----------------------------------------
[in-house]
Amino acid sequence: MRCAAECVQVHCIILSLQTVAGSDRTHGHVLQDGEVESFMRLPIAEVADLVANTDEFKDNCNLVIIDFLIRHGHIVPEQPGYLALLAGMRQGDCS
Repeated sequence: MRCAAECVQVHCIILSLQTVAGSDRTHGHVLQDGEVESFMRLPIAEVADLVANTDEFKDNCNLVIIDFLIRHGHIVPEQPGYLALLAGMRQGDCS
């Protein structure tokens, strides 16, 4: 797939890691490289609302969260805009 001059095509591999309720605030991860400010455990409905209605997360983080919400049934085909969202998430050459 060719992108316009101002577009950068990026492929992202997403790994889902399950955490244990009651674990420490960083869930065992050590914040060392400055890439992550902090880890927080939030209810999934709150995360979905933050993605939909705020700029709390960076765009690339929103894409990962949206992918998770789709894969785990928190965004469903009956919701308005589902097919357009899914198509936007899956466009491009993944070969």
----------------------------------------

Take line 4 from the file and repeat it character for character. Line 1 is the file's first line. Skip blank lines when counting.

């Protein structure tokens, strides 16, 4: 797939890691490289609302969260805009 001059095509591999309720605030991860400010455990409905209605997360983080919400049934085909969202998430050459 060719992108316009101002577009950068990026492929992202997403790994889902399950955490244990009651674990420490960083869930065992050590914040060392400055890439992550902090880890927080939030209810999934709150995360979905933050993605939909705020700029709390960076765009690339929103894409990962949206992918998770789709894969785990928190965004469903009956919701308005589902097919357009899914198509936007899956466009491009993944070969």